When I was a teenager, I was afflicted with terrible shyness. Not in every context or with all people—mostly just with girls. Not unlike millions of other adolescent males, when in the presence of a girl I found attractive, I would become tongue tied, awkward, and lose all self-confidence.
As I grew older, this reaction gradually diminished, until (luckily) by the time I'd met my wife, it had largely vanished. I'd always explained this to myself as a simple function of maturation, but recently I realized that while growing older does indeed often result in increased self-confidence (we experience more, handle it, and realize we handled it), age wasn't, in fact, responsible at all.
We are, all of us, fundamentally social creatures, able to function optimally, research and experience prove, when engaged to some degree in a community. Our community may be small, but having one seems to be what matters. (All we need do is observe what happens to inmates in solitary confinement for any extended period of time to recognize just how detrimental social isolation is to human beings.)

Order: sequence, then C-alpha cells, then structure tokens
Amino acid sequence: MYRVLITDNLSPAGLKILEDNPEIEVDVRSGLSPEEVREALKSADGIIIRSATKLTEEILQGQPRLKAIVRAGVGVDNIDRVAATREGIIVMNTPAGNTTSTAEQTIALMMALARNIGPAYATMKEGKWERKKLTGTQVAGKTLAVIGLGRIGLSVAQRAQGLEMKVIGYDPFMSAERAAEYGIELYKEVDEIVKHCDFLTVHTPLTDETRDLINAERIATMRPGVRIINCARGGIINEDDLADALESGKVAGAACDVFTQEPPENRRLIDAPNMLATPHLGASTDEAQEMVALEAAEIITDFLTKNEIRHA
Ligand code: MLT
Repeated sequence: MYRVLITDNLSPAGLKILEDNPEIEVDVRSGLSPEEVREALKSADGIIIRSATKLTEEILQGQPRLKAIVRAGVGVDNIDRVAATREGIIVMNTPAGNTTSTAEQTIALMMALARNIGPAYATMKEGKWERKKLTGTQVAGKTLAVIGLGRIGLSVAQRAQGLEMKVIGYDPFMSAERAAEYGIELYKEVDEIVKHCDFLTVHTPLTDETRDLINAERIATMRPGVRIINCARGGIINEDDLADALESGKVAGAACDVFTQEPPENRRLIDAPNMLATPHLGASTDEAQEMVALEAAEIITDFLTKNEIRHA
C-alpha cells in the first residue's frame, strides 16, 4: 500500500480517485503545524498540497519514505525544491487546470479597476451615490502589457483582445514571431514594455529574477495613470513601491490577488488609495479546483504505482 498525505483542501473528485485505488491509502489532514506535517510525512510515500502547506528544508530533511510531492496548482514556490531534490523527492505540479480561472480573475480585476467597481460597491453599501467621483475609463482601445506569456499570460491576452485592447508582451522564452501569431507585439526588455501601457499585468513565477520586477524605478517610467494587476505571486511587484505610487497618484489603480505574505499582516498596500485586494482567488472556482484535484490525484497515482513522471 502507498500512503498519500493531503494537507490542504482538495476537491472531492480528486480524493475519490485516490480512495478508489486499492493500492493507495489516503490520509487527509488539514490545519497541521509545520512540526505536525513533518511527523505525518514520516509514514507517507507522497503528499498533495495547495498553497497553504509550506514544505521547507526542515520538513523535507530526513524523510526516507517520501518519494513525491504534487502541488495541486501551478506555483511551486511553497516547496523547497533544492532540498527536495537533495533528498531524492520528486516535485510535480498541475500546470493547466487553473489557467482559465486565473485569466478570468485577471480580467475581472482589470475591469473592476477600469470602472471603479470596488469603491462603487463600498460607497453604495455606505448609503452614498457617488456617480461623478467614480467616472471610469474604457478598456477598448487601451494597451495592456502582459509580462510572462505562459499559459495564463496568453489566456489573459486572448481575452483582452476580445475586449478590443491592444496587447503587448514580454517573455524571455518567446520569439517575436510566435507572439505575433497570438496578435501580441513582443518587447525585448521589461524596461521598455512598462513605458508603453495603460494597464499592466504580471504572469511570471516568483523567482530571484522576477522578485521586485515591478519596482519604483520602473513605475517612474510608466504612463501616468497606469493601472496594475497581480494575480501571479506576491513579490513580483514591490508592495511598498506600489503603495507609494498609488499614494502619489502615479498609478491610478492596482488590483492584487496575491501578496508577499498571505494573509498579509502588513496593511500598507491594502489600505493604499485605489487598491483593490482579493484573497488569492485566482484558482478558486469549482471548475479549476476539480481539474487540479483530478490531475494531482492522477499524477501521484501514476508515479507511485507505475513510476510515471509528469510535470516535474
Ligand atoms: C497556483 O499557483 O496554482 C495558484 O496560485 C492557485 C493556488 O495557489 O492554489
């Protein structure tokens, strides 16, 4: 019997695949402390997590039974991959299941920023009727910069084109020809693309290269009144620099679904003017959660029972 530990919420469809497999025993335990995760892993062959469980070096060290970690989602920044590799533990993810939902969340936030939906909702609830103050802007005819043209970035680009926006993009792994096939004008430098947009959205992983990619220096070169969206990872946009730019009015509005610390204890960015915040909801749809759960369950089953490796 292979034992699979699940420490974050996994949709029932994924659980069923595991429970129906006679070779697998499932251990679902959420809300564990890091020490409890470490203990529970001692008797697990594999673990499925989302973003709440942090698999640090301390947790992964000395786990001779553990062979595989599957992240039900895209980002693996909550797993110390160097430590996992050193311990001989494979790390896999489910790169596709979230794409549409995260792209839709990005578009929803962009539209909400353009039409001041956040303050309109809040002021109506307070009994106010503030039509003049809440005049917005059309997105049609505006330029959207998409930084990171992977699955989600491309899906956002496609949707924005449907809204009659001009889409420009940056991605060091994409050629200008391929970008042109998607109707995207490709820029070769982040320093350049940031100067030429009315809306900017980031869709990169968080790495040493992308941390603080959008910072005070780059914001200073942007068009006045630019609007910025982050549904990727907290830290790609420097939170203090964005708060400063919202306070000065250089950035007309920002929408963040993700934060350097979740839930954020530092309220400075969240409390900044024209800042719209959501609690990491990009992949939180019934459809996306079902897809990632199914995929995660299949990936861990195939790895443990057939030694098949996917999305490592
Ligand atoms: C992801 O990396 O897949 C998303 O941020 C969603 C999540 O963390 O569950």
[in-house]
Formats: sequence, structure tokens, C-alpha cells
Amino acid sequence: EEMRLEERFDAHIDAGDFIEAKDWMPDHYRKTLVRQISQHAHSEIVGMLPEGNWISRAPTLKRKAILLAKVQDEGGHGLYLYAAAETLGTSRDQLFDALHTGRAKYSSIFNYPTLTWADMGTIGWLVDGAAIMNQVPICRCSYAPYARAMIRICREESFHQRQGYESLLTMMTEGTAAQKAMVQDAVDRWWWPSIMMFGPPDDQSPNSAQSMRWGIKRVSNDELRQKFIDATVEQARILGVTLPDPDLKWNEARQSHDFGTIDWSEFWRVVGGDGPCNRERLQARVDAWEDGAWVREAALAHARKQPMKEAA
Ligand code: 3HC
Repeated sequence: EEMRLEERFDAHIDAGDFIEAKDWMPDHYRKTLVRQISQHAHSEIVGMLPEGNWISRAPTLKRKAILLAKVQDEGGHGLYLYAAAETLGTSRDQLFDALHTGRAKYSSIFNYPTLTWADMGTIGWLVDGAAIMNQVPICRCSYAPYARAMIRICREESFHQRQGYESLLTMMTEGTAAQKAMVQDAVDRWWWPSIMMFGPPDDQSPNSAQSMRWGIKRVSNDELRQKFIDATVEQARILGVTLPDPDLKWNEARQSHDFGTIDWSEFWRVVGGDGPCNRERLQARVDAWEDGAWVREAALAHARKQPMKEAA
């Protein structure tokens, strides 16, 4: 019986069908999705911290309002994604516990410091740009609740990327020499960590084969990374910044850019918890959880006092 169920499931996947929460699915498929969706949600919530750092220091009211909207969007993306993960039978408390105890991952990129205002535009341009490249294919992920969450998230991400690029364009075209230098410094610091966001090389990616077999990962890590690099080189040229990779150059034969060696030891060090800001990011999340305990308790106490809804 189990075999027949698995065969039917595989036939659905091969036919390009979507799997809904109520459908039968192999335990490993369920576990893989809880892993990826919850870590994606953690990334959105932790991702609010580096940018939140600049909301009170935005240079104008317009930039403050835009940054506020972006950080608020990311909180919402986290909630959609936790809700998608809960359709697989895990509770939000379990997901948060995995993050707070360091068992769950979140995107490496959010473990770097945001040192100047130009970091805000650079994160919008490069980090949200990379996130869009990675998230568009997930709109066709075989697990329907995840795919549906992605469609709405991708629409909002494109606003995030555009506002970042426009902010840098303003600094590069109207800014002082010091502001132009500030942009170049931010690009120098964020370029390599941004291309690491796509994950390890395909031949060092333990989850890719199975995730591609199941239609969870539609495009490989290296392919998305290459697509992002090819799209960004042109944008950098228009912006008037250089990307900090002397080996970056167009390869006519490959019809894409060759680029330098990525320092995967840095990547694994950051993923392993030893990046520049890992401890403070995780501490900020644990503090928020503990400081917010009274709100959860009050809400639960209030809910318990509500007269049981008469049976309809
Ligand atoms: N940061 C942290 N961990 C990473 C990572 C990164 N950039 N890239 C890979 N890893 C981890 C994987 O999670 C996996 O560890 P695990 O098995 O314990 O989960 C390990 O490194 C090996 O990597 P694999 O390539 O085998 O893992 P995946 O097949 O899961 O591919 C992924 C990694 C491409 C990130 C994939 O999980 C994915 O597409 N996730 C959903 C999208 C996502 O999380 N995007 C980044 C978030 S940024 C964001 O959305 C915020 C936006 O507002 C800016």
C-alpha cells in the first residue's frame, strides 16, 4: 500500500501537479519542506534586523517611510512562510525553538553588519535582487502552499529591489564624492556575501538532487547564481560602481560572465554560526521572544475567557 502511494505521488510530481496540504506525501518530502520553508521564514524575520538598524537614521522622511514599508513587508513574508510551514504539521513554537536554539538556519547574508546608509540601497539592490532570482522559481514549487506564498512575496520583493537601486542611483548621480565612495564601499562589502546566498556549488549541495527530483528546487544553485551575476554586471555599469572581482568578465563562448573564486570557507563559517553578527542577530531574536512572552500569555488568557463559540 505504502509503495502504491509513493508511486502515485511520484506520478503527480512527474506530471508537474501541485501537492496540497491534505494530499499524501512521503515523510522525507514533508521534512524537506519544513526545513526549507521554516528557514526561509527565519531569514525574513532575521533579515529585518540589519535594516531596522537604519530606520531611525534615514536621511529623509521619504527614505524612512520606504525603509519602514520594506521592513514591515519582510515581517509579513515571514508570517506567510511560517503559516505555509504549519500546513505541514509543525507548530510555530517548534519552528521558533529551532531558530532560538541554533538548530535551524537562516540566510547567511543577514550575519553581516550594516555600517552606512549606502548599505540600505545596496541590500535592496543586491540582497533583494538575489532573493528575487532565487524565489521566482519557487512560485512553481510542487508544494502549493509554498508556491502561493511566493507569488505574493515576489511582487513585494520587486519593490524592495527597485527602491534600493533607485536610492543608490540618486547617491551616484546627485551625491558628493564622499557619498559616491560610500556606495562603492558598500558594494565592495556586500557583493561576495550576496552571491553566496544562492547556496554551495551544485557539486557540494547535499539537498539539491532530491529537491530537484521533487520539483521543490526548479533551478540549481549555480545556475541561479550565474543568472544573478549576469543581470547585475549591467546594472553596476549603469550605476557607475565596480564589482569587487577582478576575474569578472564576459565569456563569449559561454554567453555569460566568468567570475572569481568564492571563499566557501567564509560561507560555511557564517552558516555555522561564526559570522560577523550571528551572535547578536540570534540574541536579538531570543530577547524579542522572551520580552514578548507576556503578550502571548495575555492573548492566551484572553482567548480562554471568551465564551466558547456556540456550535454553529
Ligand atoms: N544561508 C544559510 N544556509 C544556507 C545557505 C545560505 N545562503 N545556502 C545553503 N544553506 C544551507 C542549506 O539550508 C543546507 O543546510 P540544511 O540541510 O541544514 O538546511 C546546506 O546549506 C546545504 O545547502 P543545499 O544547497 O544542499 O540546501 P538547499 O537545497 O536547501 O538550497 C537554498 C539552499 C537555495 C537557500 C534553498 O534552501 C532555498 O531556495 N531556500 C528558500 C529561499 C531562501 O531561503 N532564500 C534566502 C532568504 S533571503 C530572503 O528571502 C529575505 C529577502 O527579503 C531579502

And yet at some level, interacting with other people makes most, if not all of us uncomfortable. Even the most gregarious and self-confident people remain aware of and influenced by the opinions of others—and specifically the opinions others have about them. Even if we tell ourselves such opinions don't matter to us, if everyone in our community turned suddenly against us at once, even the most hardy of us would have a difficult time remaining unaffected.
When in the company of other people, our minds automatically construct a map of the minds that surround us. That is, we're constantly imagining and theorizing what other people are thinking—and making judgments about and having reactions to those imaginings. If we think someone in the room finds us attractive, we judge them to have good taste and feel a buzz of pleasure (or perhaps, if we suffer from low self-esteem, we judge...
Please join StudyMode to read the full document